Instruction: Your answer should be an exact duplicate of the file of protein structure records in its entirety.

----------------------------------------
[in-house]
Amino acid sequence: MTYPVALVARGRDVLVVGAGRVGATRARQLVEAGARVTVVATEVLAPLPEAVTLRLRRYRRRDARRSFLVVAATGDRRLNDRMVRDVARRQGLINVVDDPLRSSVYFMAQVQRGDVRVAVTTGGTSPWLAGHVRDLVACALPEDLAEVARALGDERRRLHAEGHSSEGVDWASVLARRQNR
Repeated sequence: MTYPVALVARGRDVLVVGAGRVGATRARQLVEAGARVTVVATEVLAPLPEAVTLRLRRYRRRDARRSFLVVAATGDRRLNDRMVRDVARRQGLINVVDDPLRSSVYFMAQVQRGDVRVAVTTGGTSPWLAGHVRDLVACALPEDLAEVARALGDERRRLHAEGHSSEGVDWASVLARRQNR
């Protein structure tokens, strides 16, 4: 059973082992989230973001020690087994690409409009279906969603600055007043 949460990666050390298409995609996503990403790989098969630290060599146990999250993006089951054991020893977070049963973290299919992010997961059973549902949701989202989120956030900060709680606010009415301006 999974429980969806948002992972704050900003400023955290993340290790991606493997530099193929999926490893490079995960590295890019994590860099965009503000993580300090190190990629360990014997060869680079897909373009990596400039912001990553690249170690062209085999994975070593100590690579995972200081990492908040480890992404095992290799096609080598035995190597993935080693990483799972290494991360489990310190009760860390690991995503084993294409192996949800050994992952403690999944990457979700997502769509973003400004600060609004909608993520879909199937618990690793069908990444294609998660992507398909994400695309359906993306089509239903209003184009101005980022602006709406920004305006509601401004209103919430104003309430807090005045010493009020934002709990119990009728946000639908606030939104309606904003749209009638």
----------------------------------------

[in-house]
Amino acid sequence: MTYPVALVARGRDVLVVGAGRVGATRARQLVEAGARVTVVATEVLAPLPEAVTLRLRRYRRRDARRSFLVVAATGDRRLNDRMVRDVARRQGLINVVDDPLRSSVYFMAQVQRGDVRVAVTTGGTSPWLAGHVRDLVACALPEDLAEVARALGDERRRLHAEGHSSEGVDWASVLARRQNR
Repeated sequence: MTYPVALVARGRDVLVVGAGRVGATRARQLVEAGARVTVVATEVLAPLPEAVTLRLRRYRRRDARRSFLVVAATGDRRLNDRMVRDVARRQGLINVVDDPLRSSVYFMAQVQRGDVRVAVTTGGTSPWLAGHVRDLVACALPEDLAEVARALGDERRRLHAEGHSSEGVDWASVLARRQNR
């Protein structure tokens, strides 16, 4: 059973082992989230973001020690087994690409409009279906969603600055007043 949460990666050390298409995609996503990403790989098969630290060599146990999250993006089951054991020893977070049963973290299919992010997961059973549902949701989202989120956030900060709680606010009415301006 999974429980969806948002992972704050900003400023955290993340290790991606493997530099193929999926490893490079995960590295890019994590860099965009503000993580300090190190990629360990014997060869680079897909373009990596400039912001990553690249170690062209085999994975070593100590690579995972200081990492908040480890992404095992290799096609080598035995190597993935080693990483799972290494991360489990310190009760860390690991995503084993294409192996949800050994992952403690999944990457979700997502769509973003400004600060609004909608993520879909199937618990690793069908990444294609998660992507398909994400695309359906993306089509239903209003184009101005980022602006709406920004305006509601401004209103919430104003309430807090005045010493009020934002709990119990009728946000639908606030939104309606904003749209009638």